While Fall is not yet officially here, the days are shorter, the light is thinner, leaves are tinged with yellow, and Common Ground High School is filled with students — all clear indicators that fall is upon us. I was excited to help “orient” 60 new freshmen the first week of school. This is the largest class of incoming freshman we have ever had. To be honest I am not sure how they are all able to fit in the school, but they seem to be managing so far! I see my role at orientation as helping to introduce incoming freshman to the idea that, by joining Common Ground High School, they have become important members of a broader community that has an important mission: to cultivate habits of healthy living and sustainable environmental practice to a diverse community of children, young people and adults. As a way of starting this conversation we engaged in an activity designed to help our freshmen think about our relationship to resources such as water, energy, food, and not least of all people, and what our mission has to say about these relationships. Through this exercise we started to develop a basic understanding of what “healthy” and “sustainable” might mean, and why “diversity” is important to our mission.
This brief activity is our freshman’s first exposure to the idea that there is more to being a student at Common Ground High School than meets the eye. Yes, there is important academic work to be done, standards to meet, tests to be taken, performance tasks to be mastered. But just as important is what our students learn by becoming contributing members of the broader Common Ground community, a community that extends far beyond the borders of our site, includes many partners and engages our students in real work on real issues that need real solutions. This engagement with community is an important source of learning about individual character, about the different ways that leadership can manifest itself, and about the importance of supporting civil society. Our hope is that over the 4 years they spend here our students will fully embrace our mission and work to further its goals — and that they will continue to step up as leaders after they leave us as graduates.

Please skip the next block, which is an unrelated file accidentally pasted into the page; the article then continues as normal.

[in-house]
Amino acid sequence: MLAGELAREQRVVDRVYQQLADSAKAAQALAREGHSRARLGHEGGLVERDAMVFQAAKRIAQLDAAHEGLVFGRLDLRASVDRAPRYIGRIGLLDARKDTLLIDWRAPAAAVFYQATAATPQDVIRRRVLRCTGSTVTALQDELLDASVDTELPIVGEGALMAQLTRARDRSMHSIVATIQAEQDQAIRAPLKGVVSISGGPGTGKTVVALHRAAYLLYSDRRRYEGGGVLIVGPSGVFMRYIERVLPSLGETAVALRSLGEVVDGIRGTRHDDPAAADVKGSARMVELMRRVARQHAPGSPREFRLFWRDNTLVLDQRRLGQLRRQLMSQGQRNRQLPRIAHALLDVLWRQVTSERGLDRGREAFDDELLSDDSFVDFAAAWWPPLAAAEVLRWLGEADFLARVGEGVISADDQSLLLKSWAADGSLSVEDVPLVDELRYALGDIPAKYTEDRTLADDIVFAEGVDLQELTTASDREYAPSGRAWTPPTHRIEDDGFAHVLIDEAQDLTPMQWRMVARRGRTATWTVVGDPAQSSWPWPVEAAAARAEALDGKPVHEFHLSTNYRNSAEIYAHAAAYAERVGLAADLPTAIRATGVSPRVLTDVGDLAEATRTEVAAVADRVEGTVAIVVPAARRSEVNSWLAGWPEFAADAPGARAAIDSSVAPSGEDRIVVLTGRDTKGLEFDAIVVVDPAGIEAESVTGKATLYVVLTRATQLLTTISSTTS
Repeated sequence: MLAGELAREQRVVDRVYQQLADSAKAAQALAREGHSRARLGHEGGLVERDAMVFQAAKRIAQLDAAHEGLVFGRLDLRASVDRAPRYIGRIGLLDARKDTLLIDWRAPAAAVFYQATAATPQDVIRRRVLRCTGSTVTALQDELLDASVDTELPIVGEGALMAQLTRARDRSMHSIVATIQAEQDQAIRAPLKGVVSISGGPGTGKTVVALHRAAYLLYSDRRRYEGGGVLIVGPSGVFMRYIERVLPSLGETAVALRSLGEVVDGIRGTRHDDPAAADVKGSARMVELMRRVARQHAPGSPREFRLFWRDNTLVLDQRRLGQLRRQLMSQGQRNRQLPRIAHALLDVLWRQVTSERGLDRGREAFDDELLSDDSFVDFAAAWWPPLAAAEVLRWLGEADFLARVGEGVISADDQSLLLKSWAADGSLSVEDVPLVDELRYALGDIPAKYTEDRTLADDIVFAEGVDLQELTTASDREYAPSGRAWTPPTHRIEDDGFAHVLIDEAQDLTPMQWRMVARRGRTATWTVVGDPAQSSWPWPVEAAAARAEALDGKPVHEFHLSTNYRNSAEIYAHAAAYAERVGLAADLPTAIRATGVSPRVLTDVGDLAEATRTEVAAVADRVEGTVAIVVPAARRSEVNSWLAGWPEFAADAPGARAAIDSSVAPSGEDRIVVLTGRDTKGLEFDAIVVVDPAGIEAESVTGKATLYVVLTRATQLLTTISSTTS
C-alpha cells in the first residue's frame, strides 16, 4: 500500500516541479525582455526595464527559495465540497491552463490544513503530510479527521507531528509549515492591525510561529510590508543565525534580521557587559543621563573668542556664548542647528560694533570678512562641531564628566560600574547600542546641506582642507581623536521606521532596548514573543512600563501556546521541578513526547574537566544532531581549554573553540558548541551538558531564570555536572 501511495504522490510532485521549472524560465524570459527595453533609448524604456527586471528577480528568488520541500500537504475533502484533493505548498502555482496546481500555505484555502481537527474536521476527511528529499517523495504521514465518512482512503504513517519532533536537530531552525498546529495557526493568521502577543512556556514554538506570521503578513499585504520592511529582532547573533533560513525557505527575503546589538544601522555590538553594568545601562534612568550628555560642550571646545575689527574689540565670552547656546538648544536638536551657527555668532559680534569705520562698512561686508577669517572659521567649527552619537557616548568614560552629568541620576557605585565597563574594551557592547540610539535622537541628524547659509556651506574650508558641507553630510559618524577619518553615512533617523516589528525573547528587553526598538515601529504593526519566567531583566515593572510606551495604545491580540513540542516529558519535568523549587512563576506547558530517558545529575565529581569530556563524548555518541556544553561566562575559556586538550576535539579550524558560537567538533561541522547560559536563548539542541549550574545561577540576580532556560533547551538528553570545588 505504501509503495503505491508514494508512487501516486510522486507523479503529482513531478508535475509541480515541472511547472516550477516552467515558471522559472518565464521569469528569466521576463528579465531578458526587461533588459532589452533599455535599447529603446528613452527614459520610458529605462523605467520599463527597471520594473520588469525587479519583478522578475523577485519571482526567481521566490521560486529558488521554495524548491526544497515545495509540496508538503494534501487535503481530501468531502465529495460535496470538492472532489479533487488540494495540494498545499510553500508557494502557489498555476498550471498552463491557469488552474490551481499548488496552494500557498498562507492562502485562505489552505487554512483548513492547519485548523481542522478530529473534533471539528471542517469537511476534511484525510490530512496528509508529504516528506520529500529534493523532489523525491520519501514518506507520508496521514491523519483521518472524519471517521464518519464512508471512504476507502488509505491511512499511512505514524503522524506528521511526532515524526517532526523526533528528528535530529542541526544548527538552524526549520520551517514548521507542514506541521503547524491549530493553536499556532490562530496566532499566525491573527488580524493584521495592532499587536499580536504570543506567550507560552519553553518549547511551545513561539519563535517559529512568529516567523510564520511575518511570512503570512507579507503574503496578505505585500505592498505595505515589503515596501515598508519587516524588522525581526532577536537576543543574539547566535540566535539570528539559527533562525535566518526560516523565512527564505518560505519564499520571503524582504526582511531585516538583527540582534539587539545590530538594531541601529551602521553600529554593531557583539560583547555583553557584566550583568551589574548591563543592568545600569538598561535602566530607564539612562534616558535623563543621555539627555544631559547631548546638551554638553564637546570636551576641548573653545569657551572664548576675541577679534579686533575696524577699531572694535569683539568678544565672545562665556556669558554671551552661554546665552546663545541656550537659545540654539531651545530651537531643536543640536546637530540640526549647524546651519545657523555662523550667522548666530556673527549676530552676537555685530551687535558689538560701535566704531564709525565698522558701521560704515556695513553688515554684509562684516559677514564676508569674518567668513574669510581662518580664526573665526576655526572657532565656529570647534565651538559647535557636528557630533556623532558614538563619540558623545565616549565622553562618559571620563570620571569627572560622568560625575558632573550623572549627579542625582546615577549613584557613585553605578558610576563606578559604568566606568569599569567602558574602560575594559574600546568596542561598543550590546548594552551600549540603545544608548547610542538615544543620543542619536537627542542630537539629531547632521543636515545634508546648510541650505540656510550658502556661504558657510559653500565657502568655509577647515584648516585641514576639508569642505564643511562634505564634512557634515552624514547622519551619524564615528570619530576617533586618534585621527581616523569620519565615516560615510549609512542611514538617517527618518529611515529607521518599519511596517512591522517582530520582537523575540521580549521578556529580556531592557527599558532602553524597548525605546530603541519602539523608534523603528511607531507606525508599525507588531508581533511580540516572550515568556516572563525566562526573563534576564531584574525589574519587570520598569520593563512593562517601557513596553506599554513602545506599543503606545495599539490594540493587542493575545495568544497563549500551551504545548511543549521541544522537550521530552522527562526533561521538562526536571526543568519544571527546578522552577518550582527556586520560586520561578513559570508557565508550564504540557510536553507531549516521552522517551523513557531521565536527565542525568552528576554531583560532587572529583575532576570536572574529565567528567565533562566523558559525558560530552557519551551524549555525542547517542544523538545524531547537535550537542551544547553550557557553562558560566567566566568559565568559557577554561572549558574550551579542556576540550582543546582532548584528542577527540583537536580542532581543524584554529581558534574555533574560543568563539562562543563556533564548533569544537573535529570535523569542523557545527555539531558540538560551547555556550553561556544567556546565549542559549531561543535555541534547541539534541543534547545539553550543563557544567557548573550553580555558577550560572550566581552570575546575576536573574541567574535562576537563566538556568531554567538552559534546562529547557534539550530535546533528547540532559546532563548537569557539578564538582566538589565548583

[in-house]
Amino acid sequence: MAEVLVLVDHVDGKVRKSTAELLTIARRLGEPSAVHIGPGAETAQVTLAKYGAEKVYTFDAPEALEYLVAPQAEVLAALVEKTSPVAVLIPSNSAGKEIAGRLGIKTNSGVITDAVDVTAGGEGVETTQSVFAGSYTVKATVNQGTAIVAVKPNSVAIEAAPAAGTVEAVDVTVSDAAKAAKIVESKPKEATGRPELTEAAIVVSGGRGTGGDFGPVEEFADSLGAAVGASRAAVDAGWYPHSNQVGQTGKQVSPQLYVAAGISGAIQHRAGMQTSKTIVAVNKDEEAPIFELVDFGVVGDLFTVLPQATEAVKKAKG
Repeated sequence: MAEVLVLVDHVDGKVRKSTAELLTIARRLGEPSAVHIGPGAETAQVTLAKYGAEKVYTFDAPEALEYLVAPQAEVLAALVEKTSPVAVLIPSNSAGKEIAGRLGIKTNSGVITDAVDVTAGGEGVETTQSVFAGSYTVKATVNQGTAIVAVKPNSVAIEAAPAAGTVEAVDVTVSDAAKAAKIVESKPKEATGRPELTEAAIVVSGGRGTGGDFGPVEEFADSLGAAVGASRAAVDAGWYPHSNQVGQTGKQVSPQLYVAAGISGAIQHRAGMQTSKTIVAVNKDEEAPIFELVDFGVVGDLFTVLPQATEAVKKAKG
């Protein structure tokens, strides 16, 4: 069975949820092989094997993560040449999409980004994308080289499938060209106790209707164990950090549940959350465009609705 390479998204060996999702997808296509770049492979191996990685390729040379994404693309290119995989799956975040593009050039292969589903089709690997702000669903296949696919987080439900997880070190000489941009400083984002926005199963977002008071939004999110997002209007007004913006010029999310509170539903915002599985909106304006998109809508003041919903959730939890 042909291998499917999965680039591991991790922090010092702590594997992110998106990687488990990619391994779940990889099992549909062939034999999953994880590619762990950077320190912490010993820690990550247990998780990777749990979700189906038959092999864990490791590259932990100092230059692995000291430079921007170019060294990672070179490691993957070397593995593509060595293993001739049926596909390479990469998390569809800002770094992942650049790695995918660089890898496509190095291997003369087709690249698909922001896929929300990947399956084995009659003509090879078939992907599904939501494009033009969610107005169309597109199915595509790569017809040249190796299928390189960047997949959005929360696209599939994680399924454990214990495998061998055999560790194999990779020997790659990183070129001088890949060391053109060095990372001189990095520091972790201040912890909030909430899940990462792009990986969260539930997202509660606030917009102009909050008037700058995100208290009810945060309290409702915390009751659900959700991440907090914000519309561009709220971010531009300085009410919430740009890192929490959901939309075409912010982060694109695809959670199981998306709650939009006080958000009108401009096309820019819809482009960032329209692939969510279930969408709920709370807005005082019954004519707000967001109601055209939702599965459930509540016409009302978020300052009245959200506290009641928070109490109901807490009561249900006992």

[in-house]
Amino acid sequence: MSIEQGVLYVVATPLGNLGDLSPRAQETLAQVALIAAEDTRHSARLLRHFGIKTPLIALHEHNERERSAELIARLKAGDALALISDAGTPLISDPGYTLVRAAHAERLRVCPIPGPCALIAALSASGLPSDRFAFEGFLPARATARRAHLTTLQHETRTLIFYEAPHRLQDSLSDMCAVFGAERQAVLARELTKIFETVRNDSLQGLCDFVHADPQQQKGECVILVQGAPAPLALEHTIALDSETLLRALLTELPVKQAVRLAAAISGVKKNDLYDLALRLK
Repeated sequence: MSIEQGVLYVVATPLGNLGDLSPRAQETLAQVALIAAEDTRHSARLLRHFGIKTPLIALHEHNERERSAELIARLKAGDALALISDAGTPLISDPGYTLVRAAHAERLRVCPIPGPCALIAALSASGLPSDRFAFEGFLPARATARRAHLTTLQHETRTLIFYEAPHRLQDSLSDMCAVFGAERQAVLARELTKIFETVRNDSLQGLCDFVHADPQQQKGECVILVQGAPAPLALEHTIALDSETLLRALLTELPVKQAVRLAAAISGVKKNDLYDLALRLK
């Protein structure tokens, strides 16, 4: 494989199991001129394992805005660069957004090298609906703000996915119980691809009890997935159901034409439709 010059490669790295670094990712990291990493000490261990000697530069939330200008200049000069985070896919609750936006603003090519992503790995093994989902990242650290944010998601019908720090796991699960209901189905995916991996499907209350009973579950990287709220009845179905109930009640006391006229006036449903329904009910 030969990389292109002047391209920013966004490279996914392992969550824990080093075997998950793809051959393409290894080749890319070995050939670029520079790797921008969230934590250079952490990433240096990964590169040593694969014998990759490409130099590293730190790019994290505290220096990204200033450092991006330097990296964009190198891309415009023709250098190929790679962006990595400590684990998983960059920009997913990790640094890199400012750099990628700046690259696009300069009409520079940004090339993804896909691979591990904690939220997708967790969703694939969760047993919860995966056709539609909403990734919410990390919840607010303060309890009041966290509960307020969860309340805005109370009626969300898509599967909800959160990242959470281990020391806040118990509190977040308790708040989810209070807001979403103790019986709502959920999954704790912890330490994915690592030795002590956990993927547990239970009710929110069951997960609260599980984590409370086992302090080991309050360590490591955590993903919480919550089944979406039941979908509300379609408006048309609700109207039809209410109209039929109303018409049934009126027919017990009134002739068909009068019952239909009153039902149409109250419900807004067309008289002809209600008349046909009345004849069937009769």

The capstone of freshman orientation is an overnight campout on our site. For many, this is their first experience sleeping outdoors. That afternoon before dinner we sent everyone off on a scavenger hunt to familiarize them with our site and the many different ways we use it to help achieve our broader mission. It was a brutally hot day, but I was impressed with the enthusiasm and determination that was displayed as these new members of the Common Ground community struggled to interpret a set of complex instructions and read maps to find the clues scattered across the site. The clues they collected were assembled into a poem by Mary Oliver. The poem may not have meant much to them that day, but my hope is that during their time at Common Ground they will come to understand and appreciate it as much as I do. Enjoy.
The Summer Day
Who made the world?
Who made the swan, and the black bear?
Who made the grasshopper?
This grasshopper, I mean-
the one who has flung herself out of the grass,
the one who is eating sugar out of my hand,
who is moving her jaws back and forth instead of up and down-
who is gazing around with her enormous and complicated eyes.
Now she lifts her pale forearms and thoroughly washes her face.
Now she snaps her wings open, and floats away.
I don’t know exactly what a prayer is.
I do know how to pay attention, how to fall down
into the grass, how to kneel down in the grass,
how to be idle and blessed, how to stroll through the fields,
which is what I have been doing all day.
Tell me, what else should I have done?
Doesn’t everything die at last, and too soon?
Tell me, what is it you plan to do
with your one wild and precious life?
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